The green leaf-like structures developed at the axil from which the flowers are developed are known as bracts. They lie at the base of the pedicel of the flowers. When a small leaf-like structure is developed on the pedicel of a flower, it is known bracteole. Depending on their size, shape and colour, the bracts or bracteoles are of the following types.
- Leafy bracts: Bracts look like typical leaves and are green in colour, they are called leafy bracts, for example, Gynandropsis, Acalypha etc.
- Spathe: When a large-coloured bract encloses inflorescence or a group of flowers, it is known as spathe, for example, Musa (banana), Colocasia, Zea mays (maize), Cocos (coconut) etc.
- Involucre: When the bracts are arranged in one or more whorls and they surround a cluster of flowers, the group of bracts is known as involucre, for example, Tagetes (marigold), Helianthus (sunflower), Coriandrum
- Glumes: The dry and scaly bracts found in the flowers of many grasses and rice family are called glumes, for example, Oryza (rice), Triticum (wheat).
- Scaly bracteoles: In some flowers, beside the scaly bracts, very small scaly bracteoles are developed at the base of the florets, for example, Helianthus
- Petaloid bracts: These bracts are usually large and coloured and appear like petals for example, Bougainvillea, Poinsettia.
- Epicalyx: When a whorl of bracteoles is developed below the calyx, they are called epicalyx, for example, Hibiscus, Abelmoschus (lady’s finger), Gossypium (cotton) etc.
Calyx is the first whorl of a flower and each individual of this whorl is called sepal. They may be arranged in a regular, irregular or zygomorphic manner. When the sepals are green in colour, they are described as sepaloid and when they are brightly coloured, they are called petaloid as in Caesalpinia. The sepals may become scaly or hair-like, for example, Helianthu, Tagetes and such modified sepals are known as pappus. They are persistent and help in the dispersal of fruits. Sepals of trapa are modified into spines which act as a defence organ. In case of Impatiens, the calyx is modified into a beak-like projection and in case of Mussaenda, one of the sepals become enlarged, leafy and showy to attract insects for pollination.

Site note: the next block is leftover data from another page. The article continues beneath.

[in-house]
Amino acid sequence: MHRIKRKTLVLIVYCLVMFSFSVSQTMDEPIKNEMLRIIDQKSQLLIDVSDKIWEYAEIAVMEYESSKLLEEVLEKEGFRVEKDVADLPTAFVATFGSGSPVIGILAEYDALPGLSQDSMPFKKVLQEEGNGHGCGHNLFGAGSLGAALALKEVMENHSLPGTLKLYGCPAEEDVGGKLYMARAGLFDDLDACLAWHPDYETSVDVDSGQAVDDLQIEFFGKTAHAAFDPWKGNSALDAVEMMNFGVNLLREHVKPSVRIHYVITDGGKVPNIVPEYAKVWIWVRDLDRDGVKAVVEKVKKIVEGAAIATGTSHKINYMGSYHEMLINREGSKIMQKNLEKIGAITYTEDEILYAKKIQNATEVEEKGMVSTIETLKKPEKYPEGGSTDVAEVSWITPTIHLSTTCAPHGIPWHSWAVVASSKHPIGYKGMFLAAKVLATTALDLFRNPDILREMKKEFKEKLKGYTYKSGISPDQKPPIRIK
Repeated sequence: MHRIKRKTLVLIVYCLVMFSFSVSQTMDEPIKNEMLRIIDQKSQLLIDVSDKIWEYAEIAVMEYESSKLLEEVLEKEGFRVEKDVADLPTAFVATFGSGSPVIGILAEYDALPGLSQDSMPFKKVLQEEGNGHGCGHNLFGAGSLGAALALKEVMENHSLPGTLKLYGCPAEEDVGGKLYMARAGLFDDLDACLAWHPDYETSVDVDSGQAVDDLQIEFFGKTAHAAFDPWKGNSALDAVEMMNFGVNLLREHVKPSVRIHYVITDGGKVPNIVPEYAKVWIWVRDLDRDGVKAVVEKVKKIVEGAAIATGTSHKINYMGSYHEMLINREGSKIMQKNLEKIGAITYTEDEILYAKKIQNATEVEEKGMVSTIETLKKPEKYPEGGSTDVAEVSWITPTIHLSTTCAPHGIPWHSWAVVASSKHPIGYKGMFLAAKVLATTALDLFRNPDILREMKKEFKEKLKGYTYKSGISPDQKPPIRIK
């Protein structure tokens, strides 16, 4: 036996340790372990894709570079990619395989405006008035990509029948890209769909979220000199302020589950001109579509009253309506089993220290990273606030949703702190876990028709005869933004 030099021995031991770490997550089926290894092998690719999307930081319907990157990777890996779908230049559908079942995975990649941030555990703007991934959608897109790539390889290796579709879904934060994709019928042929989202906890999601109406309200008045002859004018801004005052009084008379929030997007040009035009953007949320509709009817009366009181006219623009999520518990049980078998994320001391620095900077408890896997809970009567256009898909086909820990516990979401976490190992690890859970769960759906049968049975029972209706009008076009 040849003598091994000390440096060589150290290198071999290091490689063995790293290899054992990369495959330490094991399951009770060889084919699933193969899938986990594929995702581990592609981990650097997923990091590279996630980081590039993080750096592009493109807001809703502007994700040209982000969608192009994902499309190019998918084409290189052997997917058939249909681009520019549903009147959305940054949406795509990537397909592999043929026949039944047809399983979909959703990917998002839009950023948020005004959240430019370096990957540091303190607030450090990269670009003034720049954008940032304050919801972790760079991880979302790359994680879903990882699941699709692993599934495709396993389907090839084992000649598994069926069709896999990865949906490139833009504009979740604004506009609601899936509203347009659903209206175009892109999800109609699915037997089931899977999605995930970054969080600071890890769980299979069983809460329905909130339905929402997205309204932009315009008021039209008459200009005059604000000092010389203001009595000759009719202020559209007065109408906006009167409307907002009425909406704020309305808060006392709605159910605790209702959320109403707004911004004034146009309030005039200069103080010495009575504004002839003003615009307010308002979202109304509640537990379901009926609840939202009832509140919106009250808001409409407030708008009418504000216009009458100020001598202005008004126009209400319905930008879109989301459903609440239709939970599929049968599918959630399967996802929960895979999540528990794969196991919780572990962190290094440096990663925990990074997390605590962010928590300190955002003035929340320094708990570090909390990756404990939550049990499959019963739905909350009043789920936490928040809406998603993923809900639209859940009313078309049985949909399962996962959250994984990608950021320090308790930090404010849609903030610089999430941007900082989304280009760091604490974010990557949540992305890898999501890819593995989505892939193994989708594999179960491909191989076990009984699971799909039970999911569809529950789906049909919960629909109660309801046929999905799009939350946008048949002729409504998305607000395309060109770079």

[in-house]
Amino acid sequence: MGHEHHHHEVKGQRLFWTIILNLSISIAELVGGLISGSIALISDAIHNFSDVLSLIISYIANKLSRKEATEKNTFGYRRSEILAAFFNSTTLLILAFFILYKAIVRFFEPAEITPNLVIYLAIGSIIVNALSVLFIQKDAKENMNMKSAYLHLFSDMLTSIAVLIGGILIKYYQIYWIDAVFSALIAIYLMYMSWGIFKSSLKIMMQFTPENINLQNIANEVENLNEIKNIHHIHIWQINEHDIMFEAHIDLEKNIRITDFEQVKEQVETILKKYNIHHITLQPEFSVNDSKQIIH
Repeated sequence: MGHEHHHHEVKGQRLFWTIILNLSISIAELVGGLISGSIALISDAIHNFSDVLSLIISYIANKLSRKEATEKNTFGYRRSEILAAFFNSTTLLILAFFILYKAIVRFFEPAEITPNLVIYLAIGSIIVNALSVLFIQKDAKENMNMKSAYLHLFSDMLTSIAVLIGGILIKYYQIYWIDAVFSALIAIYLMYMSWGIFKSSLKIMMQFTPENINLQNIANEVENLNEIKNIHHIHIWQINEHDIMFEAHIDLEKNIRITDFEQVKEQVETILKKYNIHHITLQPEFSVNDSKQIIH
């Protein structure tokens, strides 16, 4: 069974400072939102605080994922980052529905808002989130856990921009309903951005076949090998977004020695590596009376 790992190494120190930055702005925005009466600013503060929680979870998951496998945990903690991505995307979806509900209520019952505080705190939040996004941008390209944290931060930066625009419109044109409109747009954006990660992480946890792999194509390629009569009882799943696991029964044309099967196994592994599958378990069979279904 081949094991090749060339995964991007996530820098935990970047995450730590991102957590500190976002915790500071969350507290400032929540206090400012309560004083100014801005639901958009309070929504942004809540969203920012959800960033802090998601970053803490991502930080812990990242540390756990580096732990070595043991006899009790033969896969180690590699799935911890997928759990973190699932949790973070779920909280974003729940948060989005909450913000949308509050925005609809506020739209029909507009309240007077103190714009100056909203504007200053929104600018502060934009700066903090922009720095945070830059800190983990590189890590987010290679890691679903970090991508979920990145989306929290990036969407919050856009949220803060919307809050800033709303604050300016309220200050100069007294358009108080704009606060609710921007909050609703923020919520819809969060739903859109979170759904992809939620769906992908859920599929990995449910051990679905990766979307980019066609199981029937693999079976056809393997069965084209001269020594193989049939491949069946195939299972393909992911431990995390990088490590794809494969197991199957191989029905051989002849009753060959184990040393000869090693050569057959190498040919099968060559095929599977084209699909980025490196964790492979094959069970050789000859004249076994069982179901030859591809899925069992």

The calyx is described as polysepalous when the sepals are free from one another, for example, Brassica, etc. The calyx is said to be gamosepalous when the sepals are united or fused with one another, for example, Hibiscus, Gossypium etc. The calyx is said to be bilabiate when the sepals are united and unequal in size and form a lip-like structure, for example, Ocimum etc. When the sepals fall off as soon as the flower bud opens, they are called caducous, for example, Argemone . The sepals are called deciduous when they survive till the withering of petals, for example, lotus. The sepals are called persistent when they remain for a longer period and remain attached to the fruits, for example Solanum melongena etc).
It is the second whorl inner to calyx. The individual members of this whorl are called petals. The petals are coloured and scented. The petals protect the inner whorls and attract the insects for pollination. Each petal has a narrow basal portion known as the claw and upper portion called the limb. When the petals are free from one another, they are described as polypetalous. When they are united with one another, they are known as gamopetalous. In a gamopetalous corolla, the united basal portion is known as corolla tube and the upper free portions are known as corolla lobes. The junction between the corolla tube and the lobes is called throat. Tube-like appendages are developed from the corolla to store nector called spurs, for example, Impatiens. In some cases, additional structures are developed from the throat of the corolla in the form of lobes, scales or hairs forming the corona, for example, Passiflora, Vinca etc.